This brings us to Christmas Day, yesterday.  For both naps, we put the babies down in cribs in their bedroom.  We ended up cutting off their morning nap after 30 minutes.  They fell asleep nursing at 12, which is before their usual afternoon nap time.  They slept for about 30 minutes, and then they woke up, so we didn’t try any sleep training during that session.

Last night was Siren’s fourth night, and the first night we really did it with Imogen.  Both babies fell asleep nursing around 6:30.  We were able to put them in their cribs, and they stayed asleep.  They woke up around 7:30.  We started with five minutes, then seven, then nine.  And then we didn’t have to go in after that.  Both of the babies fell asleep before they cried longer than nine minutes.  And then came the magic: they slept until about 4:30 a.m. Siren woke up first.  Will changed her, I fed her, and she went right back to sleep.  Imogen woke up right after that. I changed her, fed her, and put her back in the crib.  She cried just a couple of times, and then she went back to sleep.

Siren slept until 6 this morning, and Imogen slept until 7:30.  Will and I got our first night of good sleep in quite awhile.  And this is all of the evidence I need that what we’re doing is working, and that it’s not cruel.  The babies are happier getting some good quaility sleep, and they’re learning to fall asleep on their own.  I was so nervous about beginning this process, but now I wish we had started it a little sooner.  We didn’t need to let it get so bad before we began solving it. But since I can’t change the past, I’m just glad that we finally did get started.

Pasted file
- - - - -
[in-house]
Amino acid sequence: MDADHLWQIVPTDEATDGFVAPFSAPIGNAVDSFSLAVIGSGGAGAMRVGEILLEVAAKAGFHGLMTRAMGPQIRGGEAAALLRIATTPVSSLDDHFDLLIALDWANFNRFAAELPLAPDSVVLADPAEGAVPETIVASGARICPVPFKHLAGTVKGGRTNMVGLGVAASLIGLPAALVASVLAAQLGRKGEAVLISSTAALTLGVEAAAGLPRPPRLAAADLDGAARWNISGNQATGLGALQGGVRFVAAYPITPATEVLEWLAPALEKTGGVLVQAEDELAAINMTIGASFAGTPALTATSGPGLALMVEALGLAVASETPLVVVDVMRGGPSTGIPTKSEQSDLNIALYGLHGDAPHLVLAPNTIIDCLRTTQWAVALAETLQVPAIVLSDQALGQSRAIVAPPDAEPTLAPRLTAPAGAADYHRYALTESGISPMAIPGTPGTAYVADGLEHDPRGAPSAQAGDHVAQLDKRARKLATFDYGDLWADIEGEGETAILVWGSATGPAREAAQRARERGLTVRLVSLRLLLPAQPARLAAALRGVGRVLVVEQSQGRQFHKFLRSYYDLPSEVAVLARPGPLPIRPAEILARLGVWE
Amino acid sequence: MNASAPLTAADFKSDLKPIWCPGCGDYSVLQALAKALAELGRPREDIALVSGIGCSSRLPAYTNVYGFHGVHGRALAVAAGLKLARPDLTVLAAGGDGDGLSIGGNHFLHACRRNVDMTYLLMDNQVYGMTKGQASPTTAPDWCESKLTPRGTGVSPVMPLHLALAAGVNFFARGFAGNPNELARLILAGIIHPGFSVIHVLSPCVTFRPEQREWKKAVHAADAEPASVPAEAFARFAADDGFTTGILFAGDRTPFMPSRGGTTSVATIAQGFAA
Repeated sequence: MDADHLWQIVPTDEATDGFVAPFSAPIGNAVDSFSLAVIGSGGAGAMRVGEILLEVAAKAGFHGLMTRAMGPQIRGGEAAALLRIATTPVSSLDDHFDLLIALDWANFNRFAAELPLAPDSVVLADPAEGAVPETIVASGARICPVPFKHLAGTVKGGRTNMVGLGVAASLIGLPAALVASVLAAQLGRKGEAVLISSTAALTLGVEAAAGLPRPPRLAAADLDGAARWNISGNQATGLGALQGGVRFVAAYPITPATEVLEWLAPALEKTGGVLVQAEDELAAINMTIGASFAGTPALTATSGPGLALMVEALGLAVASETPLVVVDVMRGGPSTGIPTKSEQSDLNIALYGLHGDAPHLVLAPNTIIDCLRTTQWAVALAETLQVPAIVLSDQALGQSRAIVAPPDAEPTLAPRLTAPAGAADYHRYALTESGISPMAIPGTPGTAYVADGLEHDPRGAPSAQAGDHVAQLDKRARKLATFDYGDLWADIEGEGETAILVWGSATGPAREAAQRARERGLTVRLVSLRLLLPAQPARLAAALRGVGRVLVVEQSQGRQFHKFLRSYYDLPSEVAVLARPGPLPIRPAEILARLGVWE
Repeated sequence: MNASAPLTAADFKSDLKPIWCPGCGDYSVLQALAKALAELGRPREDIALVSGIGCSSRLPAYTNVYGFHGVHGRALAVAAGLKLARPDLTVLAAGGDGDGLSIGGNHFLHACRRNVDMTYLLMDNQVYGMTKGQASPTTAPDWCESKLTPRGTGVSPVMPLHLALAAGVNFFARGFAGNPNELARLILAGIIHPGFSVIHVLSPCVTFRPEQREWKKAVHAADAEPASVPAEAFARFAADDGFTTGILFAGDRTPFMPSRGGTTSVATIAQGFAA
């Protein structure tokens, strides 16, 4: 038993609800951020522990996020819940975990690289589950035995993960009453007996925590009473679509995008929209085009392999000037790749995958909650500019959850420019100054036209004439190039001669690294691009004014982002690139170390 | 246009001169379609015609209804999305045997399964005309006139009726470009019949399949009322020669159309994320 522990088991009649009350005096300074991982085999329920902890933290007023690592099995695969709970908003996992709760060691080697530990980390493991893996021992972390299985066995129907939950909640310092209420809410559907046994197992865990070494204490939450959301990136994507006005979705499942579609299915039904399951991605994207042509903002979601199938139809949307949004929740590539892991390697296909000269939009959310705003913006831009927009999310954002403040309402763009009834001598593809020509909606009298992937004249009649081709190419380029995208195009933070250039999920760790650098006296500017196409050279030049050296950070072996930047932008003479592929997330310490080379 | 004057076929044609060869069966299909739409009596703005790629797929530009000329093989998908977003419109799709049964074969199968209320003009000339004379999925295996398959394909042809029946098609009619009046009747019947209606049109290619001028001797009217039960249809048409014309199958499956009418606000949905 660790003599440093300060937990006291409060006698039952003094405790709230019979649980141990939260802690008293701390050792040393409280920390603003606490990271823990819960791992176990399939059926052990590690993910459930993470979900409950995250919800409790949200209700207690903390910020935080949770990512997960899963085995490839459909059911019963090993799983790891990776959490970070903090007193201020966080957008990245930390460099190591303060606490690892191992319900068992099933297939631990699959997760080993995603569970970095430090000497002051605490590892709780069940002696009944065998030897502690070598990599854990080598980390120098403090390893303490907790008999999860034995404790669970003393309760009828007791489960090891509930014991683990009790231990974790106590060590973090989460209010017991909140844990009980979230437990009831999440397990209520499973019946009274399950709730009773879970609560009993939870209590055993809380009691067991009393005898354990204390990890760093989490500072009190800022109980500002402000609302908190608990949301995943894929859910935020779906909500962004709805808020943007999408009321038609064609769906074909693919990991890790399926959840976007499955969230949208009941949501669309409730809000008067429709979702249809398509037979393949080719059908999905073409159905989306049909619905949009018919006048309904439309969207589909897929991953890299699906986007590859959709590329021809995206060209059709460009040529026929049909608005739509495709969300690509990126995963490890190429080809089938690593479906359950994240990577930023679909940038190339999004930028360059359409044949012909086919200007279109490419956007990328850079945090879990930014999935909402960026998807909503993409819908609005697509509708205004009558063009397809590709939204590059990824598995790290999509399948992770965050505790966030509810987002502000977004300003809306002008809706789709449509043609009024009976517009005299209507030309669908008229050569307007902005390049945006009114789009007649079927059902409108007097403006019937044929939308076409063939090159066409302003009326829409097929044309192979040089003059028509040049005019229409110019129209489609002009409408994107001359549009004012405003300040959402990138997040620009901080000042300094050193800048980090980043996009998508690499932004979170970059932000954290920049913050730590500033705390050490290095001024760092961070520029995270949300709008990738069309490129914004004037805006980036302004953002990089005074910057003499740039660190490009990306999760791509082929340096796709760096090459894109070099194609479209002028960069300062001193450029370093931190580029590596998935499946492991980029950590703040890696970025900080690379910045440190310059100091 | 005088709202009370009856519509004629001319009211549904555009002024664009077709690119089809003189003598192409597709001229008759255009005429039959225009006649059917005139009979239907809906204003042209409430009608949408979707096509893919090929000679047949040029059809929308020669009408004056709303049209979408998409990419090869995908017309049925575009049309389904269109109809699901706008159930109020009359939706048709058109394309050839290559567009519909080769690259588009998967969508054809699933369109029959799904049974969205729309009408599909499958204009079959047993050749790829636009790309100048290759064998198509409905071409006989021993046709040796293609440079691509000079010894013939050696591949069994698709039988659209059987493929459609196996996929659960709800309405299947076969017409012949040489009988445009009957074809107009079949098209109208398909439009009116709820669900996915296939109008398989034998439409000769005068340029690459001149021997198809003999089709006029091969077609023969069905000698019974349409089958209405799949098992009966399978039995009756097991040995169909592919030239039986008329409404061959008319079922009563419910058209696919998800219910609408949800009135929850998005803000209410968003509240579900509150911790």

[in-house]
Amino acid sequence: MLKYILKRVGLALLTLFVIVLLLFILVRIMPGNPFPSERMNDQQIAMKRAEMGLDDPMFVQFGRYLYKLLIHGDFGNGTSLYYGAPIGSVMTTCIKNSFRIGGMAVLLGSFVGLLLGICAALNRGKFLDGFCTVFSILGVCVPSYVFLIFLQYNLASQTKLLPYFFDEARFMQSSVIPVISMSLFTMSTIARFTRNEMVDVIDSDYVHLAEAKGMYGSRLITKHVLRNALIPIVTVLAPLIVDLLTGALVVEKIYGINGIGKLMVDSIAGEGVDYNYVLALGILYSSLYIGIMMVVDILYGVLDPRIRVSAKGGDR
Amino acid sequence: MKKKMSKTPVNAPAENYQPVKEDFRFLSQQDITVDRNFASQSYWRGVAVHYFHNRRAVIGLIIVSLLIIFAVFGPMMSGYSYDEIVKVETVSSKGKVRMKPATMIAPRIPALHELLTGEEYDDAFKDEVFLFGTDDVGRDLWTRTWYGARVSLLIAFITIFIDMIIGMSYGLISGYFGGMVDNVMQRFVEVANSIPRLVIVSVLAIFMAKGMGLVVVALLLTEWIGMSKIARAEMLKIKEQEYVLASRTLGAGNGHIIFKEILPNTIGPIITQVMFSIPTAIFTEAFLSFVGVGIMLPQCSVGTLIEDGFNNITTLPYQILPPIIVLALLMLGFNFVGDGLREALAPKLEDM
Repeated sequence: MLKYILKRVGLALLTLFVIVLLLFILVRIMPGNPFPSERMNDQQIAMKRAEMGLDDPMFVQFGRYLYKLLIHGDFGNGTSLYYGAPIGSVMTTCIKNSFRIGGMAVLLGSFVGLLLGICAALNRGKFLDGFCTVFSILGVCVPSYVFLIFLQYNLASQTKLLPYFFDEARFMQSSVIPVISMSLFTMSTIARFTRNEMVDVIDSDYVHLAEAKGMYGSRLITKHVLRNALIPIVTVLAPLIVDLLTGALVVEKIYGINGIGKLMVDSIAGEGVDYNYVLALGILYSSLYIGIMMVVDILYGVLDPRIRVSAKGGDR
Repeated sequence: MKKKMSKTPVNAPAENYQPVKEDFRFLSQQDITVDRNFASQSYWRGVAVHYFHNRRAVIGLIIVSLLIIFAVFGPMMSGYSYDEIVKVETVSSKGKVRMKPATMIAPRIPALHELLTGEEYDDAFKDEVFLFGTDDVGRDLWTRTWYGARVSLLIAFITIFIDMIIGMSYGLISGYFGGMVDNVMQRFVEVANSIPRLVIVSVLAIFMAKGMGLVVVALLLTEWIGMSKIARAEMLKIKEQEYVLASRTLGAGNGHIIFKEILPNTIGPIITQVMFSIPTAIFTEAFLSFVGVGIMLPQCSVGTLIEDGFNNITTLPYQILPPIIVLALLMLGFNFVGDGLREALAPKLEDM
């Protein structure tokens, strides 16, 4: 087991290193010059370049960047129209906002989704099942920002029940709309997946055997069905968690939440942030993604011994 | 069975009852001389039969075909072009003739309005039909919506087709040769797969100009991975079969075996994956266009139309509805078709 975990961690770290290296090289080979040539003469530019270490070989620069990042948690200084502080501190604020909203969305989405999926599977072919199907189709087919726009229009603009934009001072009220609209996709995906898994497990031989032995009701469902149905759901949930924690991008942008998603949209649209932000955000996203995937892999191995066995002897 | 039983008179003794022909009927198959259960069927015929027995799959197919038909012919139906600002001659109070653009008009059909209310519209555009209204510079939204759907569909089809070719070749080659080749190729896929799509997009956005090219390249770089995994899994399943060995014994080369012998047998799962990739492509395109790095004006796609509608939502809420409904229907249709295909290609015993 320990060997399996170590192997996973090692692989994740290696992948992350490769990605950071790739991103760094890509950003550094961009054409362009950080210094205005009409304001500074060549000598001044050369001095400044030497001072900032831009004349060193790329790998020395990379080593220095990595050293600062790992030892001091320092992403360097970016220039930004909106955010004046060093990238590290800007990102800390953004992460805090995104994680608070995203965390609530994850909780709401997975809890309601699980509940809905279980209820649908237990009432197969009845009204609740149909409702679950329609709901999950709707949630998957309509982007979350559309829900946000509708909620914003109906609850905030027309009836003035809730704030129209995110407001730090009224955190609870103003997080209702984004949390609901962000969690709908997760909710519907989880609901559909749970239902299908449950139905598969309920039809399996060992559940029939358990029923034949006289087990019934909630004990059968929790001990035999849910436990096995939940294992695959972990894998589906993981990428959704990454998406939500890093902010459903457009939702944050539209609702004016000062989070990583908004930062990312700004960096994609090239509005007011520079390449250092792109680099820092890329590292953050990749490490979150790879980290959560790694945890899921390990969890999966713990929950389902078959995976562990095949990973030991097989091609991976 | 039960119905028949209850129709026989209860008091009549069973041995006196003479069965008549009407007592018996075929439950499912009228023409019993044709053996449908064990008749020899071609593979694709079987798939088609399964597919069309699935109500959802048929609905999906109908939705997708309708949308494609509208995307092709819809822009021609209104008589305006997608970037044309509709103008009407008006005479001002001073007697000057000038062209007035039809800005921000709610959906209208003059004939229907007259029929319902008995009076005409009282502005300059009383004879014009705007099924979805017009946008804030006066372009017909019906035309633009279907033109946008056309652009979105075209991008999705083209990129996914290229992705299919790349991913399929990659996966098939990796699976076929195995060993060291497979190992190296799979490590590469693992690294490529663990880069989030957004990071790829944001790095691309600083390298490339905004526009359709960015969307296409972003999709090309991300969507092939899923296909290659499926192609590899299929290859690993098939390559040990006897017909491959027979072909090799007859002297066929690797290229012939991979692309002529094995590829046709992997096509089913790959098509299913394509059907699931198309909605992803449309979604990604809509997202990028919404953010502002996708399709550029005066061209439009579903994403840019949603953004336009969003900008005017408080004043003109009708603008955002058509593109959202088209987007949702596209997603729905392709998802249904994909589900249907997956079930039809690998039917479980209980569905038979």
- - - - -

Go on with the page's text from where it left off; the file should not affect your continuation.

If you are struggling with your baby and sleep, I really recommend reading Ferber’s book.  I can’t promise that his method will work for every baby.  I’ve heard of babies who only get more and more agitated when allowed to cry it out, so this might not be a good solution for every baby.  I also know that if I only had one baby, there are many strategies I could have tried (and would have had more patience and energy to try) so I could have avoided the problems leading us to need sleep training in the first place.  I also never would have tried this process when the babies were younger than six months old (even though many people say it’s ok to begin when babies are younger.)  But I’m so glad that what we’re trying is working. I feel completely different after one good night of sleep, so I’m very hopeful that if we stick with this, we’ll turn the corner on this sleeping problem.

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About Twins Happen

My husband and I learned that we were having twins in October of 2010. I started this blog so that family and friends could follow my pregnancy and the development of our children. I'm continuing to post about my girls, parenting, and trying to balance work, family time, and fitness.